19 19 Summary of synchronization operations synchronized (lock) {.. use shared data } synchronized void method () {.. use shared data } lock.lock () {.. } finally { lock.unlock (); } // explicit waiting for a condition to proceed: try {.. while (!(cannot proceed)) wait ();.. // means: this.wait (); } catch (InterruptedException e) {.. either anyObject.wait (); or condition.await (); either anyObject.notifyAll (); or condition.signalAll ();

20 20 Recommendations is best to use neither lock/condition nor the old monitor methods/code blocks ("synchronized") in many situations, better to use mechanisms of the java.util.concurrent package that do all the locking and synchronization for you for example, a blocking queue can synchronize threads that work on a common pipeline 2.if the monitor methods work for your situation, prefer using them: less code to write and so less room for error 3.use explicit locks/conditions only if you need the additional power of these constructs

21 21 java.util.concurrent: thread management tools ReentrantReadWriteLock provides shared access for readers, and exclusive access for a writer BlockingQueue can cause a thread to block when trying to add to a full queue or trying to remove from empty one –ConcurrentLinkedQueue and ArrayBlockingQueue provide optionally-bounded/bounded thread-safe queues interface ConcurrentMap implemented efficiently by –ConcurrentHashMap and ConcurrentSkipListMap CopyOnWriteArrayList and CopyOnWriteArraySet provide thread-safe collections (reads outnumber mutations) Callable plus Future can return and hold the result of an asynchronous computation (can test, time-out, and cancel) you can give a Runnable to a thread pool, and one of its idle threads executes it; afterwards, that thread can serve again synchronizers: CyclicBarrier, CountDownLatch, Exchanger, SynchronousQueue, and Semaphore AtomicInteger, AtomicLong, AtomicReference, etc.: lock-free thread-safe programming on single variables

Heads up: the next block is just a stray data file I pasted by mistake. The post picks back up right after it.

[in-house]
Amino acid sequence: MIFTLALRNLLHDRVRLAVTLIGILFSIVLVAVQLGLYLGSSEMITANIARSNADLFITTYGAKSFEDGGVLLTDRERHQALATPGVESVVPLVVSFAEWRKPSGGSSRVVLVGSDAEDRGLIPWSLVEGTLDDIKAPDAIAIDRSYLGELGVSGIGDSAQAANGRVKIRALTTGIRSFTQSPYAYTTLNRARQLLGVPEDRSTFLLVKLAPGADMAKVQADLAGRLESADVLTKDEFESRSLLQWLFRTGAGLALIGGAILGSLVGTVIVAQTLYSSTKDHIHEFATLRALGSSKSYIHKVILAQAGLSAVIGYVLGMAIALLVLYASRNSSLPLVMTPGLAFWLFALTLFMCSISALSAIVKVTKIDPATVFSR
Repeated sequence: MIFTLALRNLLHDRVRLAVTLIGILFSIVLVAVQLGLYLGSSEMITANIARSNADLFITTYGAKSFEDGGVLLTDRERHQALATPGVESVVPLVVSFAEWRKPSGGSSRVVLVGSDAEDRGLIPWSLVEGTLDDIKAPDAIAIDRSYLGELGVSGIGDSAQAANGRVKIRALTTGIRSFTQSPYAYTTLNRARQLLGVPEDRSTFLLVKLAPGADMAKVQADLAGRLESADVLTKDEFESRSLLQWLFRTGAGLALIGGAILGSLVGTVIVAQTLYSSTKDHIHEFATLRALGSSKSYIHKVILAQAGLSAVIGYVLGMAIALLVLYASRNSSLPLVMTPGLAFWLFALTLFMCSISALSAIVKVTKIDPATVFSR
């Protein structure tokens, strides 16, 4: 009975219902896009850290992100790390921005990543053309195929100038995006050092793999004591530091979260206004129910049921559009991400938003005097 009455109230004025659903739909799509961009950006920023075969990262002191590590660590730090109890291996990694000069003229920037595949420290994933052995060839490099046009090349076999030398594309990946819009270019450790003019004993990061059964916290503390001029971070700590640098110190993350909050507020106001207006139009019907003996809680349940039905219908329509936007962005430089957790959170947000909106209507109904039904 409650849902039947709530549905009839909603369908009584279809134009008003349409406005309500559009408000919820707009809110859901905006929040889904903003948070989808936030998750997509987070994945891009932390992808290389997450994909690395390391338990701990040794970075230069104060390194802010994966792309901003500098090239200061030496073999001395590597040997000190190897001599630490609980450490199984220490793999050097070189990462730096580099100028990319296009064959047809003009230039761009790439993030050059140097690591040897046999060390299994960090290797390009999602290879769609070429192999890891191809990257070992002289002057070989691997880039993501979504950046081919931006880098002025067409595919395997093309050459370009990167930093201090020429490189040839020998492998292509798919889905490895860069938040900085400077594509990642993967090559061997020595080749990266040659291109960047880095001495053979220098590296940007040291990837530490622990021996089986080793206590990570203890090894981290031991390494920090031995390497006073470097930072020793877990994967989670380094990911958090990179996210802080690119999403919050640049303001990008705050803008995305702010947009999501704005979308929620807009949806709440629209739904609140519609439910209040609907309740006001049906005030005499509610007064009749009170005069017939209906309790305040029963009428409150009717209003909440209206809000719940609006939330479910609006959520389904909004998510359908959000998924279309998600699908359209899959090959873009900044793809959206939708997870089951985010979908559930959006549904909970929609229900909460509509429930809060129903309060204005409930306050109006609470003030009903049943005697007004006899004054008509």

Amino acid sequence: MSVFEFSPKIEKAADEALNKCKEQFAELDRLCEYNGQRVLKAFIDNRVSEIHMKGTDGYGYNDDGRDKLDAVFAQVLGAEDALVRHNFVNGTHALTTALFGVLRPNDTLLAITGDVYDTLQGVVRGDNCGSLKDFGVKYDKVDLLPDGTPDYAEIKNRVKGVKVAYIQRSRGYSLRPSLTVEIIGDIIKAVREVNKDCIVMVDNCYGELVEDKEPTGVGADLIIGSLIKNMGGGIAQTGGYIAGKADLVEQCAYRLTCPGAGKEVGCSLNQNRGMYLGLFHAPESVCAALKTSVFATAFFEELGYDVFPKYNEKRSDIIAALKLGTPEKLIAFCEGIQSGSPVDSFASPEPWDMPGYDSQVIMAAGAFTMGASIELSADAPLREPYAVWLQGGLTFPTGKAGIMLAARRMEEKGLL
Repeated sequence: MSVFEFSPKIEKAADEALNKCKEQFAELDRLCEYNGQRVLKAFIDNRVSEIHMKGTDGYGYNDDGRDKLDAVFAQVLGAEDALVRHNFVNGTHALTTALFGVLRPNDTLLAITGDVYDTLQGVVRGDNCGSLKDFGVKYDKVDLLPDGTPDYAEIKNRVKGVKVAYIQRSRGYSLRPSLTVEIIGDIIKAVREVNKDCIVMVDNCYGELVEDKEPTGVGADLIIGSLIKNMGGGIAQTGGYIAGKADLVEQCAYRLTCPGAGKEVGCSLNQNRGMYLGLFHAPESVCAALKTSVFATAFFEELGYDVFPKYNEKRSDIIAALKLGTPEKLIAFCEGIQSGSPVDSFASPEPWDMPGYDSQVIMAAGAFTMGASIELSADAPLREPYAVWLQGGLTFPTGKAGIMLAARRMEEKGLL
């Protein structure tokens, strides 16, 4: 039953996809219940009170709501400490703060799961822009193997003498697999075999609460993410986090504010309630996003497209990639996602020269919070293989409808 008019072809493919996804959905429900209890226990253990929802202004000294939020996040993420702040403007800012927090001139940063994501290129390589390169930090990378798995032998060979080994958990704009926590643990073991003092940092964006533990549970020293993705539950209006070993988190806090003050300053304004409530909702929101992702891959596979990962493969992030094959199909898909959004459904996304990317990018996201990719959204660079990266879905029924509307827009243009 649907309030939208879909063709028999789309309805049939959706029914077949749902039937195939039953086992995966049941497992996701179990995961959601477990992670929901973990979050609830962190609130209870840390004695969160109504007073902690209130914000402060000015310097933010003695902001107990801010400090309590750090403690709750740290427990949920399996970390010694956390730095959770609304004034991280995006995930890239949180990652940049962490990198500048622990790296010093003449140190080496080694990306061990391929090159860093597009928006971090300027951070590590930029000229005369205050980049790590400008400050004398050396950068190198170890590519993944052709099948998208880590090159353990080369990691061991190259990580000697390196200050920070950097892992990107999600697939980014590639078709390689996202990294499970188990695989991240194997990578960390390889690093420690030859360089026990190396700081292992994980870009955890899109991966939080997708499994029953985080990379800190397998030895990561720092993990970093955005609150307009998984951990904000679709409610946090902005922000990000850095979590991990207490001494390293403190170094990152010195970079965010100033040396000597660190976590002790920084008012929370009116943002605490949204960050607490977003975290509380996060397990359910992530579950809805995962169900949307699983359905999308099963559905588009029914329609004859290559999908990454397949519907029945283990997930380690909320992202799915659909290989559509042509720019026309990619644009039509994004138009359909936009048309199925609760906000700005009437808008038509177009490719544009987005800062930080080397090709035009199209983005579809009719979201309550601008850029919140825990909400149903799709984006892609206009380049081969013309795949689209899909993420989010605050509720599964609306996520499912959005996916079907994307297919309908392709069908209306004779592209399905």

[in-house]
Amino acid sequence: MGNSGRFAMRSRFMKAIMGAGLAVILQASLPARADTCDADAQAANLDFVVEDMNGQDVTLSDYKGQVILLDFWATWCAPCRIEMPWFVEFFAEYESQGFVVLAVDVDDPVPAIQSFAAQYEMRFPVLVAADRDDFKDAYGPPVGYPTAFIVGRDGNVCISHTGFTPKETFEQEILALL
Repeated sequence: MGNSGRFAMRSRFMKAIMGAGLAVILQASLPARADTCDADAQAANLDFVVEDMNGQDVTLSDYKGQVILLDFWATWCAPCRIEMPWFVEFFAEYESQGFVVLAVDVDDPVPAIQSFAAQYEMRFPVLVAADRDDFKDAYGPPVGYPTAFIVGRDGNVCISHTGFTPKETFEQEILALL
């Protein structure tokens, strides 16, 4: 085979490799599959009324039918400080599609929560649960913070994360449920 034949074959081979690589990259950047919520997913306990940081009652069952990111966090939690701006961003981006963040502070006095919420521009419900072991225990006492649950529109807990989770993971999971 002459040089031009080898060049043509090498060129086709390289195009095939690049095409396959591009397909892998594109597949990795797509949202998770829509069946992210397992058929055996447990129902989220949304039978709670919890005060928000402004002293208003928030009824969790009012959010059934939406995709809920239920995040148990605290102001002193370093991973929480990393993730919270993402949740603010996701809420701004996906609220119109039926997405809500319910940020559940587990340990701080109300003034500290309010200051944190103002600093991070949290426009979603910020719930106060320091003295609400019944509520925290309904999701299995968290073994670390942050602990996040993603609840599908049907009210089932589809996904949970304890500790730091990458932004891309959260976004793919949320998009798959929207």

22 22 Atomic variables support lock-free thread-safe programming on single variables (objects) –extends the notion of volatile: provide atomic and synchronized access to single values (visibility!) enable implementations to use efficient atomic machine instructions that available on processors (but no guarantees: might entail internal locking..) AtomicLong seqNo = new AtomicLong (0);.. long next () { return seqNo.getAndAdd(1); } // atomic –may not work when state involves invariants.. atomic variables do not replace Integer, Long, etc. –do not provide hashCode or compareTo (since expected to change, no good as Map keys)

23 23 A producer-consumer solution class IntProducer implements Runnable { private BlockingQueue queue; public IntProducer (BlockingQueue q) { queue = q; new Thread (this).start (); } public void run () { try { // "put" may block for (int x = 0; x < 100; x++) { Thread.sleep (delay);.. queue.put (x); } } catch (InterruptedException e) { } }

24 24 A producer-consumer solution (cont.) class IntConsumer implements Runnable { private BlockingQueue queue; public IntConsumer (BlockingQueue q) { queue = q; new Thread (this).start (); } public void run () { try { // "take" may block while (true) { int value = queue.take ();.. } } catch (InterruptedException ex) { } } }.. BlockingQueue q = new ArrayBlockingQueue (10); // capacity